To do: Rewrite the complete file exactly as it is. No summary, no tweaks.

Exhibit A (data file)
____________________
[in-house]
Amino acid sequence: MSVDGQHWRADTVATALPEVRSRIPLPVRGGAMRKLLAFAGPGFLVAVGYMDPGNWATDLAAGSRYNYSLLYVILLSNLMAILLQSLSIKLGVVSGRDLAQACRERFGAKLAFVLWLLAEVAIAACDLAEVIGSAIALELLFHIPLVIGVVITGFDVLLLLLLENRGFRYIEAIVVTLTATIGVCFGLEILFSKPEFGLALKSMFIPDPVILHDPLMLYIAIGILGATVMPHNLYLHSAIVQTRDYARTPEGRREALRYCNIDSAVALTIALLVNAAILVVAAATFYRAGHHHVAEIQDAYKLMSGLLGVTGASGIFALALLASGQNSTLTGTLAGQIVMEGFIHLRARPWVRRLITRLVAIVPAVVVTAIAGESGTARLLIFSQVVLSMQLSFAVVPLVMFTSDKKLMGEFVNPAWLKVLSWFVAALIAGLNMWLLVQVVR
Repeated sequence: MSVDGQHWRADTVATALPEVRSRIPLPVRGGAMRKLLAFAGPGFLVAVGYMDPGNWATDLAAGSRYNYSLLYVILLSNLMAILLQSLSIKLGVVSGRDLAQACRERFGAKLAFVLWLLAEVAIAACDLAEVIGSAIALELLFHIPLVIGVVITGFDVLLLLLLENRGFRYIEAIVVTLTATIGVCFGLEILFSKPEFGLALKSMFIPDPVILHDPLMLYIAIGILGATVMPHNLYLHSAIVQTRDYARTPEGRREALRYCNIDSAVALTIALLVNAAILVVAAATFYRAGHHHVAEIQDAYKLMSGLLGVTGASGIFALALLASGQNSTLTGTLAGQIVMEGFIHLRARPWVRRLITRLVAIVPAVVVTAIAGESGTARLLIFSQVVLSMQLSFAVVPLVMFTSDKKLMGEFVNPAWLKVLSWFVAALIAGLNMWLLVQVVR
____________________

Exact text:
[in-house]
Amino acid sequence: MSVDGQHWRADTVATALPEVRSRIPLPVRGGAMRKLLAFAGPGFLVAVGYMDPGNWATDLAAGSRYNYSLLYVILLSNLMAILLQSLSIKLGVVSGRDLAQACRERFGAKLAFVLWLLAEVAIAACDLAEVIGSAIALELLFHIPLVIGVVITGFDVLLLLLLENRGFRYIEAIVVTLTATIGVCFGLEILFSKPEFGLALKSMFIPDPVILHDPLMLYIAIGILGATVMPHNLYLHSAIVQTRDYARTPEGRREALRYCNIDSAVALTIALLVNAAILVVAAATFYRAGHHHVAEIQDAYKLMSGLLGVTGASGIFALALLASGQNSTLTGTLAGQIVMEGFIHLRARPWVRRLITRLVAIVPAVVVTAIAGESGTARLLIFSQVVLSMQLSFAVVPLVMFTSDKKLMGEFVNPAWLKVLSWFVAALIAGLNMWLLVQVVR
Repeated sequence: MSVDGQHWRADTVATALPEVRSRIPLPVRGGAMRKLLAFAGPGFLVAVGYMDPGNWATDLAAGSRYNYSLLYVILLSNLMAILLQSLSIKLGVVSGRDLAQACRERFGAKLAFVLWLLAEVAIAACDLAEVIGSAIALELLFHIPLVIGVVITGFDVLLLLLLENRGFRYIEAIVVTLTATIGVCFGLEILFSKPEFGLALKSMFIPDPVILHDPLMLYIAIGILGATVMPHNLYLHSAIVQTRDYARTPEGRREALRYCNIDSAVALTIALLVNAAILVVAAATFYRAGHHHVAEIQDAYKLMSGLLGVTGASGIFALALLASGQNSTLTGTLAGQIVMEGFIHLRARPWVRRLITRLVAIVPAVVVTAIAGESGTARLLIFSQVVLSMQLSFAVVPLVMFTSDKKLMGEFVNPAWLKVLSWFVAALIAGLNMWLLVQVVR